Courtesy of Quote Fancy
“Ask and it will be given to you; seek and you will find; knock and the door will be opened to you.” – Matthew 7:7
Quoting from the Bible, asking has always been one of the core tenets of success. Time and time again, the people who make it a point to ask (and ask regularly) are the ones who tend to do better in almost any field in life – romance, school, work, social circles, and of course spirituality.
While most of us are aware of this universal precept, few apply it on a daily basis. After all, it does take courage and confidence to make a request or ask a question in any social or professional context.
A whole string of “What ifs” may beset us, and these include the following:
1) What if I end up looking stupid or ignorant?
2) What if he or she rejects my request?
3) What if I fumble over my words and say the wrong things?
4) What if I am not loud/clear/precise enough in my request, and end up being misunderstood?
5) What if my friends/colleagues/family members laugh at me?
Well, consider the following:
1) Most of us are so busy running our own lives and thinking of our needs that we don’t naturally consider what others may need or want. There is just too much information overloading our overworked sensory and neural circuits. This is especially true for people in the upper echelons of leadership.
2) Contrary to popular belief, human beings – well at least 99.99% of us anyway – are not psychic. Or at least, we don’t quieten our senses sufficiently to be able to intuit the latent needs of others.
3) Asking politely and confidently helps you to make a mark. It differentiates run-of-the-mill students from the top performers. It also allows you to stand out from the crowd of “me-too” masses, who prefer to blend into the background and lead quiet and uneventful lives.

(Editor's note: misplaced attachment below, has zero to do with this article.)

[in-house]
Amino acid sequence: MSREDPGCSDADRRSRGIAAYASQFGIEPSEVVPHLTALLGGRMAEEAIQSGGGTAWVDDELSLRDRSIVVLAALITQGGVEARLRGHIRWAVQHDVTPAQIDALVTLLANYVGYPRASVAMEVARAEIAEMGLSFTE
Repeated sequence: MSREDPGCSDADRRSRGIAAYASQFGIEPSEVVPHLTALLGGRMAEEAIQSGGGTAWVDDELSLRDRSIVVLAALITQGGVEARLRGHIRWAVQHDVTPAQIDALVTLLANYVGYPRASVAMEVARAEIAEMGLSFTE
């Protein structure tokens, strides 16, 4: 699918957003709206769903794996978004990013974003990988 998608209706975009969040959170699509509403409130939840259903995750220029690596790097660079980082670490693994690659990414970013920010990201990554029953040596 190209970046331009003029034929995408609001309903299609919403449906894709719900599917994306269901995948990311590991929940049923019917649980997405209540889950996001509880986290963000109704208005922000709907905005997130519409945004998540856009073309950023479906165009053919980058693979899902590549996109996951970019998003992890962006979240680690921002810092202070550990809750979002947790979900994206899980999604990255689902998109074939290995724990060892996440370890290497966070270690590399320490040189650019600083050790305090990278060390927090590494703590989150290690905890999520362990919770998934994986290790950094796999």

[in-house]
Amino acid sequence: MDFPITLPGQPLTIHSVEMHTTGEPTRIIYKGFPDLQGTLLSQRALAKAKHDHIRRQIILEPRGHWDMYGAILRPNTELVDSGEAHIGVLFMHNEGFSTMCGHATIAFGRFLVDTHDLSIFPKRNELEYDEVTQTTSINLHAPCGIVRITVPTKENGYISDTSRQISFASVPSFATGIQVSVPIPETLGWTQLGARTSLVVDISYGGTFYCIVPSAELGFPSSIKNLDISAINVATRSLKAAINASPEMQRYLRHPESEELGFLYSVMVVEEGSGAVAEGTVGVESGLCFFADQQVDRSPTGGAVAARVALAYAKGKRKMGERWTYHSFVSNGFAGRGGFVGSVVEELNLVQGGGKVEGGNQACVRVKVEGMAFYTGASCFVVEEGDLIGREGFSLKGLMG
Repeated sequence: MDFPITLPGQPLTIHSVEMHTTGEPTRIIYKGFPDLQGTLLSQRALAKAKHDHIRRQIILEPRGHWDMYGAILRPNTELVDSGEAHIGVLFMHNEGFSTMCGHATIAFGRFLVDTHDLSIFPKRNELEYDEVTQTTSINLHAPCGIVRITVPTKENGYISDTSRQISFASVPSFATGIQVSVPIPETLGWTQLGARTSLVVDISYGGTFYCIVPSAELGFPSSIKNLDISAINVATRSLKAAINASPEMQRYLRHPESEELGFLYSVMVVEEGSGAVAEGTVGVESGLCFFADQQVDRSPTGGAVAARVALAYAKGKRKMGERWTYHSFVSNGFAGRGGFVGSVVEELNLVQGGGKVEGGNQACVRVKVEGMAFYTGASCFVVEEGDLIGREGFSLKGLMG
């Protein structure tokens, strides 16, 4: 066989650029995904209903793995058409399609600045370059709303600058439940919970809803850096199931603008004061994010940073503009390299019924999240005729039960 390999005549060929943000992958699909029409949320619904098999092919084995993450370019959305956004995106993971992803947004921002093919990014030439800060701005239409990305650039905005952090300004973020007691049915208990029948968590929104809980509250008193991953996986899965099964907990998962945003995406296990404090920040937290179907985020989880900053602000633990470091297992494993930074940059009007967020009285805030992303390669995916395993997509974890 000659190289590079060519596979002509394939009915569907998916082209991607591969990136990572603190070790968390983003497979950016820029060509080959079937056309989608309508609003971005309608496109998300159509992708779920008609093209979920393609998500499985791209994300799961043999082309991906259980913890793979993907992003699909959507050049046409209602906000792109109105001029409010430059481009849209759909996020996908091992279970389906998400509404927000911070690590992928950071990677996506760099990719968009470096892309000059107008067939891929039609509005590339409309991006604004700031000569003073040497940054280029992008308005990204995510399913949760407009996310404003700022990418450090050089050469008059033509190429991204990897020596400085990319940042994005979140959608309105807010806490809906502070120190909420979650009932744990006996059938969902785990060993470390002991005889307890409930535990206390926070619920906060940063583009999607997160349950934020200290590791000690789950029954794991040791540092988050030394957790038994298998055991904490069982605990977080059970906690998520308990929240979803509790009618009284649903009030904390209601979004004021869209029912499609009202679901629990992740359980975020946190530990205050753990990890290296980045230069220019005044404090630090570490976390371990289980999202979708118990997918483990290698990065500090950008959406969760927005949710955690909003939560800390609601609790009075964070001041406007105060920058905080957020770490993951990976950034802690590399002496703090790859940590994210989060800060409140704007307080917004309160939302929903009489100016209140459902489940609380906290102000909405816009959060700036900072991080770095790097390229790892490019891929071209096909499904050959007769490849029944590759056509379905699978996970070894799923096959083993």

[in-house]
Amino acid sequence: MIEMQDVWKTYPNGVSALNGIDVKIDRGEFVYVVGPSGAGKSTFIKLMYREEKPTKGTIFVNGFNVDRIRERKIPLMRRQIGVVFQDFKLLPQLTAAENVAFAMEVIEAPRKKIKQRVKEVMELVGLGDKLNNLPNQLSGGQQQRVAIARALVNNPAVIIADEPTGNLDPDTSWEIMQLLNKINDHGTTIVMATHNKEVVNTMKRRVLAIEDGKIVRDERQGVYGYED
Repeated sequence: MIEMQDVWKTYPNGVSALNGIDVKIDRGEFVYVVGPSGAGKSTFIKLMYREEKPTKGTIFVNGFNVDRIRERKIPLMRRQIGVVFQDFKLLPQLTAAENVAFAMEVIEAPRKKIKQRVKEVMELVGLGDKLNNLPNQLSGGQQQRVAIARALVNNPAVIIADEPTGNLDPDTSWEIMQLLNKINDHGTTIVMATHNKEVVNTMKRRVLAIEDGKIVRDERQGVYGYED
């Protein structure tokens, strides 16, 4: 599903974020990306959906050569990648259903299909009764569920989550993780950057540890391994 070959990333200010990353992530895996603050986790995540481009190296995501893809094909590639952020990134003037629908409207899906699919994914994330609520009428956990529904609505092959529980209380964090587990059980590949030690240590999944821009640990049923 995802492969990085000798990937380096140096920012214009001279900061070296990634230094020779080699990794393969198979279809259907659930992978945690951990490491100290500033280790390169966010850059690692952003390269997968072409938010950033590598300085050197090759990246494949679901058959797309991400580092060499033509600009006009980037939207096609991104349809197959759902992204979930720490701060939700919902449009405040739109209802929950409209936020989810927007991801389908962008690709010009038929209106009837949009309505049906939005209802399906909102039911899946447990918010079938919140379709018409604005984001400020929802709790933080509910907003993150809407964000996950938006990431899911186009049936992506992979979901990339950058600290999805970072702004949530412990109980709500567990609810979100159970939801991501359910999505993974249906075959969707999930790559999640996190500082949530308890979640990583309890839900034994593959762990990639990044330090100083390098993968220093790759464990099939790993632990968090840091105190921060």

4) Perhaps the most important question you need to ask yourself is this – what is the worst possible thing that can happen to you? Will you lose that BFF, job or social standing?
(If your relationship, career or reputation can be so easily destroyed by a genuine heartfelt request, your problems are probably deeper than what this blog post can assist you with!)
Naturally, there is a right and wrong way to ask questions.
In an honest, open and mutually supportive relationship, questions should be asked to enlighten yourself or to further a cause.
This could be as minor as requests for answers (can you help me to solve this math problem?), small favours (could you help me pick up a carton of milk at the supermarket?) to formal pitches for funds (we need $5 million for this project, and here are the reasons why).
Good questions are also attempts to move the other party towards a particular position.
For example, a mentor or a counselor may ask a client intimate questions on his or her background with the intention of motivating him or her towards a more positive frame of mind. Similarly, an employee in a company may ask a boss a question which illuminates an important dimension of a project.
On the flip side, we shouldn’t ask questions to demean, demotivate or destroy another person. The days of the Spanish Inquisition are long over.
Unless you are lawyer or prosecutor in a court of law, you shouldn’t be using questions to bring disrepute to the other person.
Requests should also be somewhat reasonable when weighted against one’s existing “emotional bank account” and standing with the other party.
For instance, if you’ve produced excellent results all these years, your request for a promotion is more likely to be agreed upon than somebody who idled his years away.
Starting today, let us make it a positive habit to ask meaningful, genuine and heartfelt questions. You’ll be surprised at what the outcomes may be.
PS – This post is as much as reminder for myself (I’m a naturally shy person, really) as it is for all of you!